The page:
Objectives: to explore the way that case-loading midwives in New Zealand construct midwifery (and in so doing, the concepts of woman and childbirth). This paper illuminates the fundamental features of this construction (continuity and woman-centred care) and discusses this with regard to the role of midwives vis-a-vis normal/abnormal birth.
Design: semi-structured interviews and official publications constituted the 'text' which was analysed using a poststructural approach that was informed by theorists Foucault, Grosz and Braidotti.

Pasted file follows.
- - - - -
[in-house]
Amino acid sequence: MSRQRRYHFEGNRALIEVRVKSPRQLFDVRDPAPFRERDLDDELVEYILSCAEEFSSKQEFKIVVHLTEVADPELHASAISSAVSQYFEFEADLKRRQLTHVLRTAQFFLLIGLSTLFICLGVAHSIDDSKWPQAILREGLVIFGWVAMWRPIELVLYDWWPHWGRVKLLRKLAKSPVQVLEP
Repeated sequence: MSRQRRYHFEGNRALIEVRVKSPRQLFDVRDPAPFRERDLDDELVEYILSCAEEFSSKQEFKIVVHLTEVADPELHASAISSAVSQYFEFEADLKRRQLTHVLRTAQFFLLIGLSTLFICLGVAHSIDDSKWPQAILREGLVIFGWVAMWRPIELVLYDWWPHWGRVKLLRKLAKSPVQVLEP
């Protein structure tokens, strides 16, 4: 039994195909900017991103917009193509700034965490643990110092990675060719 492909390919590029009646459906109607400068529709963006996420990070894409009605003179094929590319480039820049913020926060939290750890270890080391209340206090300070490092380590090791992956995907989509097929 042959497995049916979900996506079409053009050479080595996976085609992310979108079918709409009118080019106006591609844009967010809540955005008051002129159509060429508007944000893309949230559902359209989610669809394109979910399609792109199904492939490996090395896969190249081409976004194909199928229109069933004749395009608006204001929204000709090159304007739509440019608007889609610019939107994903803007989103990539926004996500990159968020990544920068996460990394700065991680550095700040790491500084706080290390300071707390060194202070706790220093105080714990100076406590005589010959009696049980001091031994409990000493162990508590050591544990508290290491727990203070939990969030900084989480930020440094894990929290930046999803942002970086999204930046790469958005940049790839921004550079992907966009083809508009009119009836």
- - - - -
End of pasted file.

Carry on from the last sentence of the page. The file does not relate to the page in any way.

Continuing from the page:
Participants and setting: 48 case-loading midwives practising throughout New Zealand participated in this study. These included facility-employed and self-employed midwives and those from rural and urban settings.
Findings: many midwives follow women through their maternity experience providing continuity of care regardless of whether the experience is considered 'normal' or 'abnormal'.
Key conclusions: continuity and woman-centred care are fundamental features of the construction of midwifery in New Zealand.
Implications for practice: a focus on the midwifery concept of 'with woman' can bridge the divide between the polarising concepts 'normal' and 'abnormal' and enable a more fluid and dynamic reading of midwifery.